Two Tweet-Stories for the Holidays

Thank you to the many who summed up their year in a 140 characters or less with #myyearyahoo. Some were so compelling—and reflected so much of what all of us were undergoing in 2009—that we had to dig behind the scenes a bit more in a post.

So many continue to come in (and yes, that drawing lasts through the year), and they are all wonderful. Just in the last few hours: One person got a new job and “mom’s in remission after 5 years.” Another has two new step-siblings: “kinda strange, but more family gatherings for xmas this year :D.” A third provided a recipe for flourless peanut butter cookies — hey, that works for us. (O, the recipe is: 1 cup peanut butter, 1 cup sugar, 1 egg. 10 minutes in the oven @ 350.)

We did save two behind-the-scenes stories for an appropriate day. Lareado tweeted twice, but with the same message: “We still have a home and a healthy family, we do not have all that we want, but we are lucky enough to have all that we need,” and “In the year I realized family is the most important thing.” Gerdemean’s tweet was also a simple message: “Learning to live with less and appreciate the things that really matter.”

As always, simplicity is deceptive. Just like divining the meaning behind a handful of searches out of billions, we dug into a few tweets — and got a one-in-a-million stories that we just get. And they are good and timely messages for the Yuletide.

Keep those tweets coming. And happy holidays.

From Lareado via email:
“My realization about how important family came to me when I was making my Christmas list. Every year I write down my family members names and think about what would be a good gift to get them for Christmas, when I realized how many people where no longer on that list. While people struggle with long gift lists, they need to stop and appreciate all the people who are on that list because they not be there next year.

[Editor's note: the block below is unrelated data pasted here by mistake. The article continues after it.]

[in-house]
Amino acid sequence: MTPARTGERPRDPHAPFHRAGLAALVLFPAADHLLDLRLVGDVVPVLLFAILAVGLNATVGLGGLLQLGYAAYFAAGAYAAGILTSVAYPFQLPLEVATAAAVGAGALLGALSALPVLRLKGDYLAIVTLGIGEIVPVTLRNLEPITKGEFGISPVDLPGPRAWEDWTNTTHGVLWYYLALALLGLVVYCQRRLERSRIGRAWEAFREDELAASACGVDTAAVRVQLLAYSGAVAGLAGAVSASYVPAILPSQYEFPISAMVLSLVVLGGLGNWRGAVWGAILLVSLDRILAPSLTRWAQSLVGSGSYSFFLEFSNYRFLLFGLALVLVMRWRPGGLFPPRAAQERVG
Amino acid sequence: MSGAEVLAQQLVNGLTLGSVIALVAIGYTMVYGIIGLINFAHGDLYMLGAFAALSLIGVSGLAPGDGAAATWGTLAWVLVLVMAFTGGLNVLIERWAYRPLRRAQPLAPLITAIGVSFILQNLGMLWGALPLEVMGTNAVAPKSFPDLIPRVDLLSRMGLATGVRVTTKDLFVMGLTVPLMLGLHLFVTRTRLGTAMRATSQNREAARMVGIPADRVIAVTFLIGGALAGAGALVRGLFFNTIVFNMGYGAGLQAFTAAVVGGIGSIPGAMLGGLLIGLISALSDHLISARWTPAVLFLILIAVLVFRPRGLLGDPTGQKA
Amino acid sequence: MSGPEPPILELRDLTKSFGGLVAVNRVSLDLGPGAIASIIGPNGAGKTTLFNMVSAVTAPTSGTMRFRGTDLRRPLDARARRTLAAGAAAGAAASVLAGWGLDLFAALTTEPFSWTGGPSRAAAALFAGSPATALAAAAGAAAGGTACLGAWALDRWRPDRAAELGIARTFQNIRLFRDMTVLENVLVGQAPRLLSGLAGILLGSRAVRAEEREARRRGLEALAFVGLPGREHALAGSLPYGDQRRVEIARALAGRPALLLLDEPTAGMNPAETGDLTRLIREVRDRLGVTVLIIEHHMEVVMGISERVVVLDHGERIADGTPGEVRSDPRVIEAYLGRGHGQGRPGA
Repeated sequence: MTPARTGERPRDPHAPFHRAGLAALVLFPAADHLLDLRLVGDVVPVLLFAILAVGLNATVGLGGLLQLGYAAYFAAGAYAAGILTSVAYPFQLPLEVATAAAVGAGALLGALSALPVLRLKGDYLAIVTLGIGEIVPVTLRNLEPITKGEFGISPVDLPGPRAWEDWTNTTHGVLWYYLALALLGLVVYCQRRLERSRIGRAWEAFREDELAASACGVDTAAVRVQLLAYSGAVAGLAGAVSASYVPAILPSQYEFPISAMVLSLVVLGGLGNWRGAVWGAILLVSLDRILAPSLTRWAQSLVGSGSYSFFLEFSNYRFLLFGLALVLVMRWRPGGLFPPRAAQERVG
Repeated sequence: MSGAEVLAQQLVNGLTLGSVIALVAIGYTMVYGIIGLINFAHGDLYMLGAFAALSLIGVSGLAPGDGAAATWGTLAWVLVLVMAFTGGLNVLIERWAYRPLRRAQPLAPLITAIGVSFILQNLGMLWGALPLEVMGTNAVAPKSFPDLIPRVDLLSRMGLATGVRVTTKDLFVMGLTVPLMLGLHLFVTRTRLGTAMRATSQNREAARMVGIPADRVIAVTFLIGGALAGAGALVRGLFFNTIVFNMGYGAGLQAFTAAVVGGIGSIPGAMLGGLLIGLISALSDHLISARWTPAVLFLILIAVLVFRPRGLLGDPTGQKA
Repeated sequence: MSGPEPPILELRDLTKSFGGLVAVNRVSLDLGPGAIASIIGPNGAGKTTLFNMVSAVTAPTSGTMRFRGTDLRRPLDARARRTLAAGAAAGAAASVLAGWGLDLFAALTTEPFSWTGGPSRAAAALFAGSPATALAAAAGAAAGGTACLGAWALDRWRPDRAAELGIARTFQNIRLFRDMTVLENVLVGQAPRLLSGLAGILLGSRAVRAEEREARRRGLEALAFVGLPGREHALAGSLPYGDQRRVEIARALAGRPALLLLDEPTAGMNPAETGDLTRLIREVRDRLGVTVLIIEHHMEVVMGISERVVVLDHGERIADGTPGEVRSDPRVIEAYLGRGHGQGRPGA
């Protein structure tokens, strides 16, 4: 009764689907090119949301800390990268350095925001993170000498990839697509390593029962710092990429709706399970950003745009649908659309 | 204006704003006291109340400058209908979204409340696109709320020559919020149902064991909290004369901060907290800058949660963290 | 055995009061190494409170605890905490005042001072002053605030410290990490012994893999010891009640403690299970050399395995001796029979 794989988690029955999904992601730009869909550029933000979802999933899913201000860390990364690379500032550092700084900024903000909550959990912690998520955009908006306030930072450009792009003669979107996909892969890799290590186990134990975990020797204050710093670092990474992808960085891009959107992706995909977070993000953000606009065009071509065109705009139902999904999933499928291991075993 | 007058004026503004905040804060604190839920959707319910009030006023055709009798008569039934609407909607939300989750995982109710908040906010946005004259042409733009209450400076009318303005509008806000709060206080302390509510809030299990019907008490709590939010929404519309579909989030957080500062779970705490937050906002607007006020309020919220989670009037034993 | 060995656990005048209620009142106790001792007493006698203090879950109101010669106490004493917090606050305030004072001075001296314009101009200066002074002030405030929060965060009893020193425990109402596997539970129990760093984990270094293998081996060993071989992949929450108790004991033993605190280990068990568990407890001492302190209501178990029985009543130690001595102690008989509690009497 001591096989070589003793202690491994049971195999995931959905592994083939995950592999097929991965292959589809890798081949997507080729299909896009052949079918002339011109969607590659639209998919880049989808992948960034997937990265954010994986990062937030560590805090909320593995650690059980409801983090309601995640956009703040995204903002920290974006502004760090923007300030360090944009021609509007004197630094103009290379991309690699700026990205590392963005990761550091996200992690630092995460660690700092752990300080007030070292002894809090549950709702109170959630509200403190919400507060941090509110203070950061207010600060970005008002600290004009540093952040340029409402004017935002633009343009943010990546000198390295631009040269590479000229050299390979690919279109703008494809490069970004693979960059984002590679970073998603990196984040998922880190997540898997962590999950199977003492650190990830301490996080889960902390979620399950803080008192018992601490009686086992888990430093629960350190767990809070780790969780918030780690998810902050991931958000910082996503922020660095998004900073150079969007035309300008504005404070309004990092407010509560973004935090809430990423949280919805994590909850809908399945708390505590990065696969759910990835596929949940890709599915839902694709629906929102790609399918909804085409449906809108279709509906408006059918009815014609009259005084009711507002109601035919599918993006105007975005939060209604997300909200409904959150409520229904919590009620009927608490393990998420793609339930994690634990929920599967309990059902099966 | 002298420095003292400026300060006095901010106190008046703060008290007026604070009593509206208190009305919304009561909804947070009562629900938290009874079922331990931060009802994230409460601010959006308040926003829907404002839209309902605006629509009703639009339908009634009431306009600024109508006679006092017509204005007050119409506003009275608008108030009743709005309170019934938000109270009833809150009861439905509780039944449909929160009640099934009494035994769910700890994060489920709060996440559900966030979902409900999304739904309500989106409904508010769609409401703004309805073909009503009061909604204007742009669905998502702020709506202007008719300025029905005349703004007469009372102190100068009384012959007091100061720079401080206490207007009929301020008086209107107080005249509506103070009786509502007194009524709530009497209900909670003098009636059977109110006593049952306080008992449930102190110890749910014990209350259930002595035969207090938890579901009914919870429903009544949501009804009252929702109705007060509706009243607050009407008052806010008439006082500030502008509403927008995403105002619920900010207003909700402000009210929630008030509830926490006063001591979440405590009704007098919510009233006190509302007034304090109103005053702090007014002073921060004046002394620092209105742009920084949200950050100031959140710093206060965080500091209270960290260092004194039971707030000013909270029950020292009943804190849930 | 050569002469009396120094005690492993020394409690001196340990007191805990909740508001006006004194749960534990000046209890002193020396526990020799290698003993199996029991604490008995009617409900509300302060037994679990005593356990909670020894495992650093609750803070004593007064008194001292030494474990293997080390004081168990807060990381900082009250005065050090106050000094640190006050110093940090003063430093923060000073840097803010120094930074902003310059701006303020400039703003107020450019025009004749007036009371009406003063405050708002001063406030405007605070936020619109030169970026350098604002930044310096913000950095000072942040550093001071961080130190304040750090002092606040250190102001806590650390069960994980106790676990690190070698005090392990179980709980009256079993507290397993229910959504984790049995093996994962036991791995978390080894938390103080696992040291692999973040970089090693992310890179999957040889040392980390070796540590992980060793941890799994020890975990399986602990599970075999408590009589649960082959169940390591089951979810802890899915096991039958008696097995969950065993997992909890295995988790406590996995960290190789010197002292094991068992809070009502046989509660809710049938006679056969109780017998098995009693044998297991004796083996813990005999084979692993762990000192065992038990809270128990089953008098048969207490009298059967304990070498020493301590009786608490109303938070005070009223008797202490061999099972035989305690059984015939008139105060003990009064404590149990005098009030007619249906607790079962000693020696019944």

“In the hard times of 2009, financial,and emotional, I know that no matter where my life takes me that I have a large group of people ready to support me and accept me with warmth and love, and it is a gift to be able to be a source of strength and support for them also. I wish that for everyone. It is a remarkable feeling even on the hardest of days.”

From Gerdemean via email (and thanks for the photo—above):
“For my wife and I, 2009 proved to be a very trying year. My wife was pregnant and couldn’t work. The pregnancy was considered high risk, so with all the doctor visits, scans, and tests, we starting racking up some hefty medical bills, even with health insurance. Our savings began to dwindle, and we started to scrutinize what used to be insignificant purchases, eliminate services we thought we couldn’t live without, and save money any way we could.

“Our daughter was born in March, three months before her due date, and weighed less than two pounds. She was in the hospital until June as she grew and fought to develop the skills that a full term infant would have. It was hard for us to be with her as much as we would have liked. We lived two hours away from the hospital that had the necessary facilities, but spent countless hours travelling back and forth so we could see her.

“The day she was discharged seemed like it would never get here. Even with the joy we felt finally having her at home, bills for the hospital stay and the dozens of doctors that managed her case brought with it new anxiety. While we waited for the insurance company to process over 90 days of hospital care, we did all the things that new parents did. We stayed up all night, changed diapers, celebrated milestones, and marveled at our little miracle. The things that encompassed our life before quickly faded away. Material things, the parties our friends went to, none of that mattered anymore.

“Even though money is still tight, we have enough to get by and that seems like all we need. Before we had children, I can remember people telling us that it will change everything. I never would have imagined how true that is. And how wonderful it truly is.”